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Planning an International Trip? New Tourist Restrictions and Taxes Mean More Advance Planning

More destinations are implementing visitor-control measures in an effort to balance tourism with protection of cultural and historical sites

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Want to visit a popular destination? Make sure you don’t have to pay a fee or tax prior to arrival, as Greece, Italy, Spain and the Netherlands, among others, are trying to limit overtourism.
Gregory Reid/Gallery Stock

When Linda Kuhlmann of Washington state visited Germany and Hungary last year, she found the Christmas markets so packed that she could barely move.

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Last fall, Linda Kuhlmann of Washington state enjoyed a glass of wine in Seville, Spain. She and her husband, Jim, often choose to visit second-tier cities to avoid crowds.
Courtesy of Linda Kuhlmann

“They weren’t limiting the crowds,” says the 73-year-old, who has visited more than 70 countries, “but I almost wish they would have.”

That may change. While tourism-control measures — from Amsterdam to Zambia — aren’t new, they’re increasing as places become overrun by visitors.

More cities and countries are implementing tourist taxes, capping the number of visitors at popular sites, limiting cruise ship stops and even charging fines for bad behavior to help offset negative effects of so-called “overtourism,” enhance residents’ quality of life and protect cultural and historic landmarks.

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Such measures, however, also raise the cost of travel for tourists and require planning further ahead with no guarantee they’ll be able to visit everything on their wish list. But some travelers also see the need.

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Susan Black and husband, Moshe Castiel, of New Jersey, weren’t aware of tourist restrictions when they visited Peru’s Machu Picchu last fall. If they hadn’t hired private guides, they would have had to plan six months in advance.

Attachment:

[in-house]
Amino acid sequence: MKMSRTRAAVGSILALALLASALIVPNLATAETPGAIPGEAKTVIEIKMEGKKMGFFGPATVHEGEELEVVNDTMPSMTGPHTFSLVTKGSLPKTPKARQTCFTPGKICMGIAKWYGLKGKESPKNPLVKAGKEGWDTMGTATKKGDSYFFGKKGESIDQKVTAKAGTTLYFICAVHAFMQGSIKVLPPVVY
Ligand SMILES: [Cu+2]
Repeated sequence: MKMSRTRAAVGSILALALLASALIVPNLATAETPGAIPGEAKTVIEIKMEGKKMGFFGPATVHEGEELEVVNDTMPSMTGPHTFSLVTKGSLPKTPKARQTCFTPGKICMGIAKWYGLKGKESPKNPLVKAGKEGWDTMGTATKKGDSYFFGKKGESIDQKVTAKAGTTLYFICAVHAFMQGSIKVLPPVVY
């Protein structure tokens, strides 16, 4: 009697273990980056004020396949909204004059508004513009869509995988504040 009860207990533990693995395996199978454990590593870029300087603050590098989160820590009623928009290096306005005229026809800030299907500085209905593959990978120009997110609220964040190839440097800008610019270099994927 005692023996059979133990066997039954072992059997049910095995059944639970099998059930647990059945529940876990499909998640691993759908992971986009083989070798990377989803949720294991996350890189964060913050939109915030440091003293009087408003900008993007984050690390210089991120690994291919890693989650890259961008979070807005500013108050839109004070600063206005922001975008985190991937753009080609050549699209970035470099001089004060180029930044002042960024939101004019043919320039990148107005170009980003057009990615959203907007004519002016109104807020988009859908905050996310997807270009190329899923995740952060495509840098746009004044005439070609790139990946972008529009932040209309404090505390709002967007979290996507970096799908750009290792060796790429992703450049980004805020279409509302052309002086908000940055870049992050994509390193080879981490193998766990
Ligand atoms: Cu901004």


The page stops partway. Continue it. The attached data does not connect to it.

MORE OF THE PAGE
Susan Black

Susan Black of Woodcliff Lake, New Jersey, thinks capacity controls in many places make sense to protect sites “as long as it’s not fleecing travelers.”

“If these places don’t have the infrastructure to handle the influx for popular sites, it puts too much pressure on local communities and travelers,” says Black, 66, who has visited more than 30 countries. “Who wants to wait in a five-hour line?”

Here are some new tourism measures for 2024 and beyond:

The Netherlands

In January, Amsterdam increased its tourism tax, the highest in Europe. The per-night tax, which went from 7 percent to 12.5 percent, applies to any overnight stay. The tax on a €175 ($189) room, for example, is €21.90 ($23.60). Cruise-ship passengers must pay €11 ($11.86) per person per day.

Iceland

In January, Iceland resumed charging an accommodation tax, which was suspended during the pandemic, and extended it to cruise ships. The tax, which aims to generate funds for sustainability efforts and protect its unspoiled scenery, ranges from about $2 per overnight stay to slightly over $7, depending on the lodging.

Indonesia

Since Feb. 14, each foreign visitor to the idyllic island of Bali must pay a new tourist tax of about $10. The tax can be paid upon arrival, but the Bali government recommends paying it beforehand on its tourism website.​

Greece

In April, Greece is scheduled to launch a booking system to further limit the number of daily visitors to Athens’ Acropolis (from up to 23,000 now to 20,000) and other archaeological sites to tackle overcrowding and protect its most famous landmarks.

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In January, Greece replaced its bed tax with a “climate resilience levy” to fund reconstruction after forest fires and flooding. Visitors pay the per-night tax, ranging from €1 to €10 ($1.08 to $10.77), at their lodging upon arrival during peak season, from March to October.